Nonchemical pest control methods

Indicator definition and method of calculation

The indicator shows the area that has not been treated with chemical pesticides, and is calculated as the crop area that is not treated with chemical pesticides divided by the total cultivated agricultural area. The cultivated agricultural area includes the total arable and permanent crop land, assuming that pesticides are not used on temporary or permanent pasture. Non-chemical pest control methods include, for example, tillage (e.g. ploughdown of allelopathic residues, that is, plants whose roots and residues can suppress the growth of many other plants, including weeds), crop rotation, biological control (e.g. parasitic organisms for control of insect pests), pheromones and hand weeding.

Recent trends

Chemical pesticides are not used in organic farming; hence Fig. 8.4, showing trends in the share of agricultural land under organic farming, can also be considered to reflect trends in the area where only non-chemical pest control methods are used. Organic farming systems also include many other requirements and, consequently, the area where chemical pesticides are not used often exceeds the area under organic farming. Examples of such countries include Germany, Spain and the United Kingdom, where significantly more farmers are now using non-chemical pest control methods than in the 1980s.

Fig. 8.4 Share of the total agricultural area under organic farming: Early 1990s and mid-late 1990s (OECD, 2001).

Notes:

1. Data for the early 1990s are not available.

2. Percentage for the early 1990s equal 0.003%.

3. Data for the United States are taken from Welsh (1999).

Over a third of Canadian farms and field crop area do not apply commercial pesticides (Table 8.2). In addition to the use of non-chemical pest control methods, Canada has developed other indicators for pesticide management (timing of herbicide applications, timing of insecticide and fungicide applications and sprayer calibration) (McRae et al. 2000). The indicators suggest that herbicide application was triggered by the level of economic injury to the crop on about 20% of treated crop land. Also farmers were more likely to apply herbicides at a certain stage of crop growth or to use the first sign of pests to time pesticide applications. Moreover, nearly 70% of farmers calibrated sprayers only at the beginning of the crop season (McRae et al. 2000).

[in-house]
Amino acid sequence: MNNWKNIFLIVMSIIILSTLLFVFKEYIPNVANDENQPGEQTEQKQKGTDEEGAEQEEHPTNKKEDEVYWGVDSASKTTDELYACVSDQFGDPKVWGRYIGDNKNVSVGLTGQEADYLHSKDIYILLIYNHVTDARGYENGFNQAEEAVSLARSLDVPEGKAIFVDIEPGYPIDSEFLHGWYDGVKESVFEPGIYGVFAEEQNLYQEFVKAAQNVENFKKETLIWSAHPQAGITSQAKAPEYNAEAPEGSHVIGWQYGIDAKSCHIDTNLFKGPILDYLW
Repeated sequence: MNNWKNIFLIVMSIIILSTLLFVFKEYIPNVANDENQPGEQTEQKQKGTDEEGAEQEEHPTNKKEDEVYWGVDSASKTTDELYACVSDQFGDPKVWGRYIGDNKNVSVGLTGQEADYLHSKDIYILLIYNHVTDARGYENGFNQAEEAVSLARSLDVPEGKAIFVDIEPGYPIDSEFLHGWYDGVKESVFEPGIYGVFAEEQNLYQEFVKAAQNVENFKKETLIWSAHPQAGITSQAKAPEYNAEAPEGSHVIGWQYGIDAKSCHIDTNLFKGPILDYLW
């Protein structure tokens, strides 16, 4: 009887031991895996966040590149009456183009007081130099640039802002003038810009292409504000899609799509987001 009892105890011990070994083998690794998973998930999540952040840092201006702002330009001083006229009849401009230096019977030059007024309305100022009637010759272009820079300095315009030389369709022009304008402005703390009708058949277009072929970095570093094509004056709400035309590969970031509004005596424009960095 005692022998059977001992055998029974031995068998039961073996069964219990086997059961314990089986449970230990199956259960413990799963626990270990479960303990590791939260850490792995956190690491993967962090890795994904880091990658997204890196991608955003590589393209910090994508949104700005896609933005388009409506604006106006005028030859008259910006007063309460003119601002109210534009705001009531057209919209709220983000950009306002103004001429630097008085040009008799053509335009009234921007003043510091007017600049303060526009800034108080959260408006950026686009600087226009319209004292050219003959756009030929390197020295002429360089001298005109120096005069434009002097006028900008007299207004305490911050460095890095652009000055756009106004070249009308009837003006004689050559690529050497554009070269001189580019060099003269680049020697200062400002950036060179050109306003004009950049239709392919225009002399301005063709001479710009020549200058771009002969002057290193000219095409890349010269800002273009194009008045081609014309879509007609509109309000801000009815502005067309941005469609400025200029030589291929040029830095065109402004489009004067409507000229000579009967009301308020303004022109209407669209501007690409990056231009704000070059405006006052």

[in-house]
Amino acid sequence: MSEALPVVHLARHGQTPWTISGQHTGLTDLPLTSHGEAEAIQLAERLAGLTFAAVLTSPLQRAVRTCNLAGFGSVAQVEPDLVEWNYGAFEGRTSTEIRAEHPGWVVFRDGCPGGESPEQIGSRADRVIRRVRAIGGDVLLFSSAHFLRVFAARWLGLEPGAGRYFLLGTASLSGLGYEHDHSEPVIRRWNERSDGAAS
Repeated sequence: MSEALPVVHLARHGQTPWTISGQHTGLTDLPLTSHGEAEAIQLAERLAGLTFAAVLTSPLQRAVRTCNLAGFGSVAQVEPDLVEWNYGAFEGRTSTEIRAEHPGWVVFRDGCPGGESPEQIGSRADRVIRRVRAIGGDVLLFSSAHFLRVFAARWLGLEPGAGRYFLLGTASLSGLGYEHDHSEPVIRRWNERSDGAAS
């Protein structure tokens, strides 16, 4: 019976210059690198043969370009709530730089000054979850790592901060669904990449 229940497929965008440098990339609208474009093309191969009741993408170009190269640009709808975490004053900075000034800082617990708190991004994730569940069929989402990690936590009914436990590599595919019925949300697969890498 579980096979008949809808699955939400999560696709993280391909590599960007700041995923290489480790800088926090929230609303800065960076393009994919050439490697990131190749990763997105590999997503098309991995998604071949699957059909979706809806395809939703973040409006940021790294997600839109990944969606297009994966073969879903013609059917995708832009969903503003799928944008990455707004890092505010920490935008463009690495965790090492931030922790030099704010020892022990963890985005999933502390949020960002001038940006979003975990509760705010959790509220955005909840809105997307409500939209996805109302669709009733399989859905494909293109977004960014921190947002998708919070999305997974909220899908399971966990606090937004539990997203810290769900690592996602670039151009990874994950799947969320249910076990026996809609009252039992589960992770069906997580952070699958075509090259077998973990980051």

Table 8.2 Pest control methods used by farmers excluding the use of chemical pesticides, Canada, 1995 (McRae et al. 2000).

% of field crop

Pest Control Method Number of farms % of farm numbers1 area treated1

Tillage 53.805 26 28

Crop rotation 99.970 49 56

Biological control 4.570 2 2

Hand weeding 14.900 7 4

Other 2.605 1 1

No non-chemical 80.510 39 34 method

Percentages may exceed 100% where more than one practice is used on the same crop area.

The pest management practices included in the indicator are assumed to pose fewer risks to human health and the environment than 'conventional' pesticide application methods and they can potentially be applied to manage pest pressures without affecting farm profitability. The definitions of practices need to be harmonised to improve international comparability and the data availability needs to be improved.

In general it can be assumed that an increase in agricultural area under non-chemical pest control methods is good for the environment. However, some caution is required with such an interpretation, as it will be necessary to link these farm management practices to actual environmental outcomes, or outcomes measured through other indicators such as soil and water quality, biodiversity and wildlife habitats.

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